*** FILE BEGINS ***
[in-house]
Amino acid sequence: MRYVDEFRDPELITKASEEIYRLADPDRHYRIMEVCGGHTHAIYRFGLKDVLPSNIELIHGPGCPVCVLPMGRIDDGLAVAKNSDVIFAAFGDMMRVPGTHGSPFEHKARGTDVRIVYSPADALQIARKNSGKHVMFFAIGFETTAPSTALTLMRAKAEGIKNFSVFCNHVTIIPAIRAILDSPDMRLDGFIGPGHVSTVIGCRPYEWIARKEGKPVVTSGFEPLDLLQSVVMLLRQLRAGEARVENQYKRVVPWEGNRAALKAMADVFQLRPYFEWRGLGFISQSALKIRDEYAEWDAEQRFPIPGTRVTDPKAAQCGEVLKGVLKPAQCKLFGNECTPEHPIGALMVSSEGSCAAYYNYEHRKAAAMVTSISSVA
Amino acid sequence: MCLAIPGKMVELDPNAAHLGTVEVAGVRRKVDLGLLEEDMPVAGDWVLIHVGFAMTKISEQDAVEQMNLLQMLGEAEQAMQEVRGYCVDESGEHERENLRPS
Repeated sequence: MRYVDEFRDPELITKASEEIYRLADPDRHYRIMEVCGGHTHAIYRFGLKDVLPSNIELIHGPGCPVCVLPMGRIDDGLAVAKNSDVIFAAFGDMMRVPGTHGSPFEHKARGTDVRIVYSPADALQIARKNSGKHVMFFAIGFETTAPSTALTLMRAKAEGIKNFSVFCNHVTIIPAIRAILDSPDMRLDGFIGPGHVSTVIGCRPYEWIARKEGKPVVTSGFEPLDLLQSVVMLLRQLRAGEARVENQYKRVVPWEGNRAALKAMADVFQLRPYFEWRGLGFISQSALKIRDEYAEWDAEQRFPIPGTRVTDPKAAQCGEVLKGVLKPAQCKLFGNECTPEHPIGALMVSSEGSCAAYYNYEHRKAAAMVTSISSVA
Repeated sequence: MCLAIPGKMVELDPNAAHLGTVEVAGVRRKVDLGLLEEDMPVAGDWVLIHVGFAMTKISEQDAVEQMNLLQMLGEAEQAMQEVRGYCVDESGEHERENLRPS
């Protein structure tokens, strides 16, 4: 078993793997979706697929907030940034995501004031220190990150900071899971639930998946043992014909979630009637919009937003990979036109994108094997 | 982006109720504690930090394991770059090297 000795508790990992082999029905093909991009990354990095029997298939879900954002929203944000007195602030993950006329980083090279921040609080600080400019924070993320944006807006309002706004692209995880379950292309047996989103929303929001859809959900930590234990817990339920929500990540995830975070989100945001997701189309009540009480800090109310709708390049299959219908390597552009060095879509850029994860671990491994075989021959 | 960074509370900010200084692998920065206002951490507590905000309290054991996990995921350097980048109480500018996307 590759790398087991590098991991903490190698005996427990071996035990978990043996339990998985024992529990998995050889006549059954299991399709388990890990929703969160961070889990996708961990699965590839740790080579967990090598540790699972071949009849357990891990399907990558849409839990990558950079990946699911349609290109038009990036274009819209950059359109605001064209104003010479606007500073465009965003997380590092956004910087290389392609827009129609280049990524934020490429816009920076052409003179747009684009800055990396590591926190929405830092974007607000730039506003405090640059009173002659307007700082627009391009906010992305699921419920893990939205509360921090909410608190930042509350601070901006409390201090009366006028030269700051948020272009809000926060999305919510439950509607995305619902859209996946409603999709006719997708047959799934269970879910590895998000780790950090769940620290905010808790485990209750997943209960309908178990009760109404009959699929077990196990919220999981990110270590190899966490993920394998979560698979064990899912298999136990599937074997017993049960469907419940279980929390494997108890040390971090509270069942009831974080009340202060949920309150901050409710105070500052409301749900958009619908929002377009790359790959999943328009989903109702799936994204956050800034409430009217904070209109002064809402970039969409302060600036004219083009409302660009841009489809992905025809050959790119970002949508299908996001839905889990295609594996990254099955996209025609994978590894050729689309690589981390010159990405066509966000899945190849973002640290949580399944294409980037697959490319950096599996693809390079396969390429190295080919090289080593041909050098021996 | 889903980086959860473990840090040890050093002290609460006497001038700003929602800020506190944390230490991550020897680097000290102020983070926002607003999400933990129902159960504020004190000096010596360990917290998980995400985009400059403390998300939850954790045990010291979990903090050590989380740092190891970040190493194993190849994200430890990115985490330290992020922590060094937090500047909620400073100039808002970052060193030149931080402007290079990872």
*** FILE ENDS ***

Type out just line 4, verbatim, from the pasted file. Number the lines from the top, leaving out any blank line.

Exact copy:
Repeated sequence: MRYVDEFRDPELITKASEEIYRLADPDRHYRIMEVCGGHTHAIYRFGLKDVLPSNIELIHGPGCPVCVLPMGRIDDGLAVAKNSDVIFAAFGDMMRVPGTHGSPFEHKARGTDVRIVYSPADALQIARKNSGKHVMFFAIGFETTAPSTALTLMRAKAEGIKNFSVFCNHVTIIPAIRAILDSPDMRLDGFIGPGHVSTVIGCRPYEWIARKEGKPVVTSGFEPLDLLQSVVMLLRQLRAGEARVENQYKRVVPWEGNRAALKAMADVFQLRPYFEWRGLGFISQSALKIRDEYAEWDAEQRFPIPGTRVTDPKAAQCGEVLKGVLKPAQCKLFGNECTPEHPIGALMVSSEGSCAAYYNYEHRKAAAMVTSISSVA